Helen Barnett – Dietitian, APD
Masters Nutr&Diet, BSC (Uni Medal), BA (Ancient History), Grad Dip. Music (Opera), Dip Opera
I am an Accredited Practising Dietitian and member of the Dietitian’s Association of Australia having gained both a Bachelor of Science (with University Medal) from Charles Sturt University and a Master’s of Nutrition and Dietetics from the University of Canberra. Throughout my studies I worked as a research assistant working on numerous University research projects, including synthesising Carbon-13 enriched B12, and testing Cancer drugs, and my own Master’s research paper on Folate Supplementation in Depression was published at the end of 2017. I have a wide interest when it comes to Nutrition due to the fact that I am fascinated how nutrition impacts on human functioning on so many levels.
Nonetheless, I have particular interest in Eating Disorders, Body Image and Weight Concerns, emotional eating, chronic dieting, Polycystic Ovarian Syndrome, and Digestive Disorders including IBS, Food Intolerances, Coeliac Disease, Parasites, SIBO and IBD. I am particularly passionate about helping people improve their relationship with food by exploring past experiences with dieting, food rules and the impact of the “dieting culture” that we live in. As a Health at Every Size (R) aligned Dietitian, I like to work within the Non-Diet Approach as I believe this helps develop and restore a healthy relationship with food and body for my clients. Some of this no doubt emerged as a result of my years as a professional Opera Singer, where the pressure to look a certain way was immense. While our bodies are our instruments and we had to perform at an elite level, I worked in an era where the visual element of Opera was made to be just as important as the voice. This places me in a unique position to understand the complexities of performance, diet culture, media pressure and body image, and indeed was a driving force for me to become a dietitian and one day establish a Multidisciplinary Eating Disorders Clinic in Central Western NSW. In 2018 I received a HETI Allied Health Undergraduate Rural Scholarship to help me realise this aim.
Being a mum, I have an understanding of the practicalities of feeding a family – particularly when you are busy – as well as the challenges of having a child with food intolerances. I like to think I have a lot of empathy and compassion for parents struggling with feeding their kids on complicated regimes, while also having a desire to make things as easy, stress-free and as common-sense as possible.
Having grown up on a farm in Narromine in Central Western NSW, I am truly invested in helping country people receive adequate and appropriate access to health services.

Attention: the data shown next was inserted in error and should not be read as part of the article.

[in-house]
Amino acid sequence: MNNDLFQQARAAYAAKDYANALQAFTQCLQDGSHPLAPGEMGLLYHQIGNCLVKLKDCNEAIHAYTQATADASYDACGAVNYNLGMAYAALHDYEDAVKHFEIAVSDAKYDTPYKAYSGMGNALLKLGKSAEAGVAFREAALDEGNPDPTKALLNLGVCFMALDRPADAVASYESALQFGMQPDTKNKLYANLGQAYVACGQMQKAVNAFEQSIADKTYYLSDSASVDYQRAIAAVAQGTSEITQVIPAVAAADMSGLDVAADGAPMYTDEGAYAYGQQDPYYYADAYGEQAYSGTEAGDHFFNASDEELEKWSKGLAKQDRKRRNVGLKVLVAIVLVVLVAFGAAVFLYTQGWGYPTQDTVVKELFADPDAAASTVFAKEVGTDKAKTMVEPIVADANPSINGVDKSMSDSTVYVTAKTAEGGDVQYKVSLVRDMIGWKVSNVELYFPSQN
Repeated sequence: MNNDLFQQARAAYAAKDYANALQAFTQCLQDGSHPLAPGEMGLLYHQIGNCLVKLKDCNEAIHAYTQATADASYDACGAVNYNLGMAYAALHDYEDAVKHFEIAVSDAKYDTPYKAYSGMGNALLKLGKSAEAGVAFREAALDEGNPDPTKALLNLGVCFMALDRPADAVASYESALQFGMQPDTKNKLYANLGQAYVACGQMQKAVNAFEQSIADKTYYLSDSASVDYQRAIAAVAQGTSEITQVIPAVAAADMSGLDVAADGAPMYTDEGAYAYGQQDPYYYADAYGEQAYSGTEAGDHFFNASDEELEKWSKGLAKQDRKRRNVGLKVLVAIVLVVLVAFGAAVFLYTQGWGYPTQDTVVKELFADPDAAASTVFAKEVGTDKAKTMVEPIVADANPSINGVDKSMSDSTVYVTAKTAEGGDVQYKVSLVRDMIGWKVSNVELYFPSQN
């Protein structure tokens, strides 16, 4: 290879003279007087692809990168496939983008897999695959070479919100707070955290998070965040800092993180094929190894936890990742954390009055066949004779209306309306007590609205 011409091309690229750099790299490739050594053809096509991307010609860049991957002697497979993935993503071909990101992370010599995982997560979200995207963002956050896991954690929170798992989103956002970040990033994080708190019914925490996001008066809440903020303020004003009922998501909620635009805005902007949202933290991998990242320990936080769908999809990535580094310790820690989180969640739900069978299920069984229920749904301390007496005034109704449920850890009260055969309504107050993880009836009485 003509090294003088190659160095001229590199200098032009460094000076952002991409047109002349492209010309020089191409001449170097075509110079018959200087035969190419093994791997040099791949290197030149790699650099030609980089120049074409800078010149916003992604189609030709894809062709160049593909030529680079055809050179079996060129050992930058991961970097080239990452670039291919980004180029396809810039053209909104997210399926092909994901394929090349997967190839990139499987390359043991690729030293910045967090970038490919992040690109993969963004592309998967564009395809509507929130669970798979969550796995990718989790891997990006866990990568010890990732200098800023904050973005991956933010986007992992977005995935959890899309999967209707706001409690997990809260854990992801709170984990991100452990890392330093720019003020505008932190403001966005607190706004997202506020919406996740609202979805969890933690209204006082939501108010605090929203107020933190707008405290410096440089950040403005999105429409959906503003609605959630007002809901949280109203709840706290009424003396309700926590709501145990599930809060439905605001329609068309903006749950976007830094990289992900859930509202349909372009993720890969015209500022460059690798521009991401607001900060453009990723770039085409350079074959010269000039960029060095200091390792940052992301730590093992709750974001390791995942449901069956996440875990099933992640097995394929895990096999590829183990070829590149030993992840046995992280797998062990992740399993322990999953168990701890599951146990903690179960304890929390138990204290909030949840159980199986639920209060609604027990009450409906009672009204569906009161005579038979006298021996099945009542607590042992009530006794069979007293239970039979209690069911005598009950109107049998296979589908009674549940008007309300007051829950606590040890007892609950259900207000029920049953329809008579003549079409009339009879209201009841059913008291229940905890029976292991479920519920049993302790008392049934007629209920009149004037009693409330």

What makes my approach Different?
As a Health at Every Size (R) aligned Dietitian I am trained to put your Health FIRST
We live in a society in which there is a lot of pressure to look a certain way. There is so much confusion around weight, body size and what it means to be healthy. It is often assumed that weight is the most important indicator of health, and in order to improve our health we must focus our attention on changing our weight. Consequently, this approach has resulted in the dominance of the “thin ideal” and strategies to control body size (such as dieting) within our culture. Many people are preoccupied with weight, size and shape, and we are bombarded with weight loss campaigns, diet books, boot camps etc from every angle. Unfortunately the “wellness” industry isn’t much better as this also suggests that we should aim for some sort of perfection – which quite frankly, isn’t achievable for most of us.
Research shows that 95% of people who go on a diet regain the weight they lost within 5 years, with 2/3 of people regaining even more weight. We also know that dieting is the biggest predictor of developing an eating disorder or disordered eating, and is highly correlated with poor body image, anxiety and depression. Many people I see have been dieting for years (i.e. Chronic dieters) and are miserable. They have lost weight quickly, been told they “look” great, only to regain the weight and end up feeling that they have failed. In reality, it is the diet that has failed them – but the tragedy is that they end up feeling worse about their bodies because if they were praised for losing weight then there must be something bad or wrong for now regaining it…??
My approach to health and well-being is unique in that I allow you to choose an approach which you feel fits with your values, lifestyle, past experiences and current goals: 1) Traditional diet program 2) Non-diet approach, 3) Opt-out no intervention. Following a thorough nutrition assessment, I discuss with you your options and together we work out strategies to improve your health and reach your goals. If you wish to pursue a traditional diet program, I can help you structure a plan, after explaining the risks and possible benefits. Likewise, if you choose a Non-diet approach, I can walk you through what is involved for you to make positive improvements in both your physical and psychological health.
What is a Non-Diet approach?
Stated simply, a non-diet approach aims to remove the rules of external diets and allows you to recognise internal body cues, such as hunger and fullness, so that you can nourish your body in appropriate amounts. Consequently, this enables you to self-regulate food intake without the aid of a meal plan as you have learned to “tune in” to your own body’s needs.